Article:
The context of Massah was water from the rock. Following St. Paul’s teaching on this text, “…the Rock was Christ (1 Cor 10:4)." Here we have the image of water flowing from Christ, water which kept the Israelites alive in the wilderness (i.e., keeps us alive during life in the world). Again, this is sacramental imagery where the flowing waters symbolize grace flowing from Christ, water being the substance of baptism, the proto-sacrament.
To the third temptation, that of avarice, Jesus quotes from Deuteronomy yet again, saying, ” You shall worship the Lord your God and him only shall you serve.” Again, this a partial quote:
17 You shall fear the Lord your God; you shall serve him, and swear by his name. (Dt 6:17)
This text is from a larger passage exhorting the Israelites to worship only the one true God and to avoid false gods. Of interest is the missing bit from Jesus’ quote: “and swear by his name.” This is the essential element of worship, both in ancient Israel and in Christianity. It is the establishment of the covenant oath. The covenant is that declaration by God that makes us His kin, His children, members of His own family. In ancient Israel, one would establish a covenant by swearing the covenant oath. This is still done today at weddings, where bride and groom enter into a covenantal relationship which transforms their relationship into a family. The essential part of the wedding ceremony is swearing of the vows. The wedding results in the couple taking a common family name. Hence, when we swear the covenantal oath with God, we swear upon His family name, because it is the name we take. Moses commanded the Israelites to serve only the Lord and to swear by his name – to keep their covenant with the Lord alone.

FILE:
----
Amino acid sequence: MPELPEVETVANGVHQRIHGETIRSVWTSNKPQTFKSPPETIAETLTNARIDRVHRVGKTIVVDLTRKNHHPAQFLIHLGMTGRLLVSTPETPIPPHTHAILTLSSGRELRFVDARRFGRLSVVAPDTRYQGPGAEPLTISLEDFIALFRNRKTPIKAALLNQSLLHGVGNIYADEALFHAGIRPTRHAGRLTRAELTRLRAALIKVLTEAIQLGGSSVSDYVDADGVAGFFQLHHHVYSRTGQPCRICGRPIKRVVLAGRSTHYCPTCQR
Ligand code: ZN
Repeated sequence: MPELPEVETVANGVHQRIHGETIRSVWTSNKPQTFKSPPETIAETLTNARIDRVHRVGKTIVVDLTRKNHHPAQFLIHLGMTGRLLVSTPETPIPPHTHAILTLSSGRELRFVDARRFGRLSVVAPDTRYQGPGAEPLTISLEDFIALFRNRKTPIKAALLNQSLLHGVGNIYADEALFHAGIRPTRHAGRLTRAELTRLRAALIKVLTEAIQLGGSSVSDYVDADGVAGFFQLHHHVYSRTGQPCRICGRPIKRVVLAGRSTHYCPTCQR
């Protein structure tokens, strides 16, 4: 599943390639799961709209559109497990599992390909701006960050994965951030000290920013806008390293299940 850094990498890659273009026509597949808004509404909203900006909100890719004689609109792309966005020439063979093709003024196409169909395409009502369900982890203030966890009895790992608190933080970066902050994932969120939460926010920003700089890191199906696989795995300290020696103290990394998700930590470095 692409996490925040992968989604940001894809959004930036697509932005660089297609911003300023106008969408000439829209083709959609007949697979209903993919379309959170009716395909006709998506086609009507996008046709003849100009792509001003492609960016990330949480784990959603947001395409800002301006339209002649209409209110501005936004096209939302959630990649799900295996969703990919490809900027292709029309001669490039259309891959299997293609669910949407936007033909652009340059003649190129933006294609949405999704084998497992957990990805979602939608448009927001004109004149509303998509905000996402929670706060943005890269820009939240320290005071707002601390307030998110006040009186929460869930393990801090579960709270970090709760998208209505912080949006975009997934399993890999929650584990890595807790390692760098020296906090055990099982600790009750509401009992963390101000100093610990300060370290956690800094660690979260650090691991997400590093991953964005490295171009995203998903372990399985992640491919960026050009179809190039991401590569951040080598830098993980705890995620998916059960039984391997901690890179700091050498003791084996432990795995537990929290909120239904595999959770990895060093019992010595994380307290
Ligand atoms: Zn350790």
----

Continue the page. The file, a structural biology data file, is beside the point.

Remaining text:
In Christianity, we still do this. The latin word, sacramentum means “oath.” Our seven sacraments are the seven oaths we swear to God, sealing our covenant relationship with Him. Every sacrament invokes the family name, the name of the Trinity: In the name of the Father, and of the Son, and of the Holy Spirit. Why seven? In Hebrew, the word for oath is sheva, which literally means “seven.” When speaking of swearing a covenant oath to another, the Hebrew applies an idiom that literally means, I seven myself to you. I will discuss covenants and the number seven in another post.
In summary, Jesus is tempted by each of the three temptations. In each case, he responds to the tempter, quoting Deuteronomy and calling attention to contexts that, to a Christian, are sacramental types. Jesus would seem to be defending Himself from temptation by the sacraments, teaching us to do the same.